\section{Numerical examples} %sec. 5
\paragraph{Dispersion of Smoke from a Chimney}
In this test problem, smoke is released into the air from
a chimney as shown in Figure 1. The temperature of the outside air is
$15^\circ$C and the smoke has the
temperature of $56^\circ$C. The density of smoke is 10 precent of the air
density.
The simulations are carried out using an unstructured mesh made of 339,513 elements and 57,266
nodes. The square base of the chimney is 1m ×××× 1m. The simulations are carried out for three wind
velocities, 0.25, 0.125 and 0.0625 m/s. The series of pictures in Figure 1 show the iso-surface of
smoke at 5\% of air density. In this Figure, the left, middle and right pictures correspond to the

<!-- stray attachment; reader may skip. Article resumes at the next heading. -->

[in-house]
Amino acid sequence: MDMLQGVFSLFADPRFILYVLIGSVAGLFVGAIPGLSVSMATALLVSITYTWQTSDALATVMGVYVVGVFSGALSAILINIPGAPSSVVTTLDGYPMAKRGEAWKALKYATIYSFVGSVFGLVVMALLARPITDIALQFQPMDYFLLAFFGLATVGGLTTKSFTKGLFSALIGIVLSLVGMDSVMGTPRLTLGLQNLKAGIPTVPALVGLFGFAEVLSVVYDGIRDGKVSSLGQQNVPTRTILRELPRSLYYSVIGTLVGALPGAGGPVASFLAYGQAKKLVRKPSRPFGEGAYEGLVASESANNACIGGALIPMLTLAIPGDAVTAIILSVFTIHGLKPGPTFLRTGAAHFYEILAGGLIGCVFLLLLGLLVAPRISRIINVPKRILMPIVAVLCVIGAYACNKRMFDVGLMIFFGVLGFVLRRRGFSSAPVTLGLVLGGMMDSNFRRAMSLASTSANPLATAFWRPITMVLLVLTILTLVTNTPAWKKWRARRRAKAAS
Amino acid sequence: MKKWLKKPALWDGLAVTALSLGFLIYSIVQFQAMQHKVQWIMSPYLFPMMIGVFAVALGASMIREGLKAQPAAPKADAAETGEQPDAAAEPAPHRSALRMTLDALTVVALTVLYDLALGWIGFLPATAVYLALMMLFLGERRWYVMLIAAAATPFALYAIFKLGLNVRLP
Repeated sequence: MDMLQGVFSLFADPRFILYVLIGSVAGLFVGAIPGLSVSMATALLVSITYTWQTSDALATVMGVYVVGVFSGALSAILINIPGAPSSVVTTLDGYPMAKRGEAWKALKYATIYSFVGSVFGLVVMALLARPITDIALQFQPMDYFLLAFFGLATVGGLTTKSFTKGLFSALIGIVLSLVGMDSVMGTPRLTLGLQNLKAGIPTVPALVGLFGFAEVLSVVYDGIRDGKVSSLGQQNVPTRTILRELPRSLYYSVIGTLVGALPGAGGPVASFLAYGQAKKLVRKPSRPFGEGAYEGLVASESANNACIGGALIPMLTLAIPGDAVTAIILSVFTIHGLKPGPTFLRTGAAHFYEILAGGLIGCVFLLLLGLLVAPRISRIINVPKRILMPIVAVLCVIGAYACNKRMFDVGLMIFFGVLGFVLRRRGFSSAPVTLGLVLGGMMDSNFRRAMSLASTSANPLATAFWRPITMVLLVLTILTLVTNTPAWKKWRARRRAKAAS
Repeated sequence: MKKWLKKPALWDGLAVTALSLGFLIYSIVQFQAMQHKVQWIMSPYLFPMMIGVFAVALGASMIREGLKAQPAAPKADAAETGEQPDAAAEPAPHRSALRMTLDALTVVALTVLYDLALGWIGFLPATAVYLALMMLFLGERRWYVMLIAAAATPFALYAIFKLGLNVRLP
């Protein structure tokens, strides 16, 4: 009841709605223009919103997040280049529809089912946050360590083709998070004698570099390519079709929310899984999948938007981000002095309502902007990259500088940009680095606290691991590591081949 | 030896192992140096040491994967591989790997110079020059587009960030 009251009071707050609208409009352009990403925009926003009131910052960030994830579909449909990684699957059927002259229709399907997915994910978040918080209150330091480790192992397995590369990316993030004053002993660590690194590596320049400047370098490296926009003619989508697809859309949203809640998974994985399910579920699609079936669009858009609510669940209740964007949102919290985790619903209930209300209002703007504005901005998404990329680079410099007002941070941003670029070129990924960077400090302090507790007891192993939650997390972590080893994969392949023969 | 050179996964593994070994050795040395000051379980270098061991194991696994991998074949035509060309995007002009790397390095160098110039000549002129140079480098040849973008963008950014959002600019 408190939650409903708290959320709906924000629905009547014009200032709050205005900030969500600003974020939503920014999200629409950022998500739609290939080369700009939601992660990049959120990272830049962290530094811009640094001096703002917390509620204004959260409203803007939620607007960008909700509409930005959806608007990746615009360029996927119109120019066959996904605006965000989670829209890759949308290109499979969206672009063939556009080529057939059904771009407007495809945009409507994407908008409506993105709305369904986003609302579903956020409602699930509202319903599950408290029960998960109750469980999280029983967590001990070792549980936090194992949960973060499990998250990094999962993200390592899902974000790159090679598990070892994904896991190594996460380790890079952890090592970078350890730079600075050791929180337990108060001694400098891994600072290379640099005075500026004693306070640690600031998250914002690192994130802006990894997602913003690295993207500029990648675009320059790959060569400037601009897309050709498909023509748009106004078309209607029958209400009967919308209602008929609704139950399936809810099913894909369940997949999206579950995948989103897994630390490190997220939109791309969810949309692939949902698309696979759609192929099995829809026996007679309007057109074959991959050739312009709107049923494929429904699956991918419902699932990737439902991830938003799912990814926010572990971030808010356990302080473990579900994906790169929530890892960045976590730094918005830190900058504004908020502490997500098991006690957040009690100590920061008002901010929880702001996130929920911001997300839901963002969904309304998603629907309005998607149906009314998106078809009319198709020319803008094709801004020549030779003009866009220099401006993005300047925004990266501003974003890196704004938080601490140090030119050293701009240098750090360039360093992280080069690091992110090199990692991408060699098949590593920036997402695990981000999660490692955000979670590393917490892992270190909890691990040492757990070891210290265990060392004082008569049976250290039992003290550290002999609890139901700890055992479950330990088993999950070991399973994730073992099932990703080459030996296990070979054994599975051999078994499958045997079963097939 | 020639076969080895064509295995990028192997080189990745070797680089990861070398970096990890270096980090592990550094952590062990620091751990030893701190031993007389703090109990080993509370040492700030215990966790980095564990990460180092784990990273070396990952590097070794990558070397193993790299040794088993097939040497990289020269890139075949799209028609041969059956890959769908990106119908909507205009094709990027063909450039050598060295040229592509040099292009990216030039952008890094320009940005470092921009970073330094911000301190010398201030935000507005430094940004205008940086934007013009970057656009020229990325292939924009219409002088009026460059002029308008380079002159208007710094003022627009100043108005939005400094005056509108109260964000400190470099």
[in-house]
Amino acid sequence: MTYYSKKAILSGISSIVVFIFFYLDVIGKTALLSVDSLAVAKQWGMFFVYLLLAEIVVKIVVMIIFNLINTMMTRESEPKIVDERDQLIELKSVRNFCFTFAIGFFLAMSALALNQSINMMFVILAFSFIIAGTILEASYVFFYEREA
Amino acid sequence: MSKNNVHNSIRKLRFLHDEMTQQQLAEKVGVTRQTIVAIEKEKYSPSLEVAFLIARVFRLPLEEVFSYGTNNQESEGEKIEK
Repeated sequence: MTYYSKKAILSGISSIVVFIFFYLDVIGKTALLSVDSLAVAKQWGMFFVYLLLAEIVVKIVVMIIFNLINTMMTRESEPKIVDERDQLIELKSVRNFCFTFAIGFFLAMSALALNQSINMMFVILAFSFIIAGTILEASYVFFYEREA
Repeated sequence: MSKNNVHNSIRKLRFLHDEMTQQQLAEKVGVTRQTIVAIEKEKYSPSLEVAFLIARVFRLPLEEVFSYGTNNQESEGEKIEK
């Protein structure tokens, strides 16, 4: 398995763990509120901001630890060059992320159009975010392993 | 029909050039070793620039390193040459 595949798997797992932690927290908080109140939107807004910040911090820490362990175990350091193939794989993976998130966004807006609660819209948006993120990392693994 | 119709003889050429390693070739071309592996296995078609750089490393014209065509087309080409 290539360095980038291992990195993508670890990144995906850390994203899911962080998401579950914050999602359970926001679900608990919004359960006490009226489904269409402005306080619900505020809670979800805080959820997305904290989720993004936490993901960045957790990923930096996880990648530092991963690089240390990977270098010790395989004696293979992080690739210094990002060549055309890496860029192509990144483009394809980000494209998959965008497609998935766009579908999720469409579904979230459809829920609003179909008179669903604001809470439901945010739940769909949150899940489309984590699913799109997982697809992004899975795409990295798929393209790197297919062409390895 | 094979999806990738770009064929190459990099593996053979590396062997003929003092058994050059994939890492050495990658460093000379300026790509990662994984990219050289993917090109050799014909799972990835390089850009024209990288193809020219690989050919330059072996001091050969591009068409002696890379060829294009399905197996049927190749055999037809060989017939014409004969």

wind velocity of 0.25, 0.125 and 0.0625 m/s, respectively. The simulations are carried out on
IBM SP-2 with 16 processors.
At a wind velocity of 0.25 m/s, the wind inertia is relatively greater than bouyancy driven inertia
in the vertical direction. Therefore, the dispersion is in the form of plume. This characteristic
changes as the wind velocity diminishes. At the wind velocity of 0.0625 m/s the flow induced by
the bouyancy force is much stronger than the convection flow due to the wind.
\begin{figure}[tb]
\begin{center}
\includegraphics[width=0.9\textwidth, clip=]{fig1.eps}
\end{center}
\caption{Dispersion of smoke from a chimney. Iso-surface of smoke at 5\%
of air density. The left, middle and right pictures correspond to
wind velocity of 0.25, 0.125, and 0.0625 m/s}
\end{figure}
\paragraph{2-D simulation of natural convection at various Rayleigh numbers}
To measure the accuracy
of the finite element method, we simulate the natural convection of flow with constant heat
source. Scientifically, there are extensive experimental results for
comparison \cite{k2,k3}.